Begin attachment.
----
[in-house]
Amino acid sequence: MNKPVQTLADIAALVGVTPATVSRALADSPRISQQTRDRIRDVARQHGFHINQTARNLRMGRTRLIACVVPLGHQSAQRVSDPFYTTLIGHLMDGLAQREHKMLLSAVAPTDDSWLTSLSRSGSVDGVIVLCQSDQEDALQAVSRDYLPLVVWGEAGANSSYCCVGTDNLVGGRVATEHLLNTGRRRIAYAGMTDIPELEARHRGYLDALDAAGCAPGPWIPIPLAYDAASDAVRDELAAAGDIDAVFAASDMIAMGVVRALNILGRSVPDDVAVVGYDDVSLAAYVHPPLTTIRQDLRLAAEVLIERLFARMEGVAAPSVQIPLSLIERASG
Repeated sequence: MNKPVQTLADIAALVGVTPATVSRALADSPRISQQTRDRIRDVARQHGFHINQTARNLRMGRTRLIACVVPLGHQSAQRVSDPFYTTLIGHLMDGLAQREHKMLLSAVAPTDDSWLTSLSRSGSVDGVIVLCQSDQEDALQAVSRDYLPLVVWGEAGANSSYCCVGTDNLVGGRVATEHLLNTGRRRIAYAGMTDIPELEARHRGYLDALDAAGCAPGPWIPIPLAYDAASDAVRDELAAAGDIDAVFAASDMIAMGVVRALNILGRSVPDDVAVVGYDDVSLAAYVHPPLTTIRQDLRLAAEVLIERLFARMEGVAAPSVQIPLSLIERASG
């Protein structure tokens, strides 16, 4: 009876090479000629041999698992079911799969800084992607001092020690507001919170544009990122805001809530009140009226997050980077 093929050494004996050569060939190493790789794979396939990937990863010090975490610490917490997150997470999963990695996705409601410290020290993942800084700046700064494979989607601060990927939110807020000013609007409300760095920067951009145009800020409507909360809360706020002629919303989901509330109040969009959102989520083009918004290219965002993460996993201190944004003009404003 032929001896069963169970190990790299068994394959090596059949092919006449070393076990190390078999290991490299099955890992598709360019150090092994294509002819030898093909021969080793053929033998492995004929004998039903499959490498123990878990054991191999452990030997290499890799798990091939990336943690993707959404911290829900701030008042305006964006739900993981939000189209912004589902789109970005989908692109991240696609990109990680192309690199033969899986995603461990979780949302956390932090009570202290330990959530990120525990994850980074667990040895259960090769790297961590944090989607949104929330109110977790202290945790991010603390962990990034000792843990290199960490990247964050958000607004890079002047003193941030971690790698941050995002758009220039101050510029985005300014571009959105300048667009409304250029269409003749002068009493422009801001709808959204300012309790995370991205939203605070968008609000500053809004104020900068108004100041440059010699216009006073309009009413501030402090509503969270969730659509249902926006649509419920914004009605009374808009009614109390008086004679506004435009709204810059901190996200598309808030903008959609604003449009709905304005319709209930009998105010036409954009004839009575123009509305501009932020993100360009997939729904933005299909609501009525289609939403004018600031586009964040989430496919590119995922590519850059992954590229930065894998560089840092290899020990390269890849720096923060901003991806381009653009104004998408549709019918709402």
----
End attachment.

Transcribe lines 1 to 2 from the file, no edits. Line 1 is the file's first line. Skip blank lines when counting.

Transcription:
[in-house]
Amino acid sequence: MNKPVQTLADIAALVGVTPATVSRALADSPRISQQTRDRIRDVARQHGFHINQTARNLRMGRTRLIACVVPLGHQSAQRVSDPFYTTLIGHLMDGLAQREHKMLLSAVAPTDDSWLTSLSRSGSVDGVIVLCQSDQEDALQAVSRDYLPLVVWGEAGANSSYCCVGTDNLVGGRVATEHLLNTGRRRIAYAGMTDIPELEARHRGYLDALDAAGCAPGPWIPIPLAYDAASDAVRDELAAAGDIDAVFAASDMIAMGVVRALNILGRSVPDDVAVVGYDDVSLAAYVHPPLTTIRQDLRLAAEVLIERLFARMEGVAAPSVQIPLSLIERASG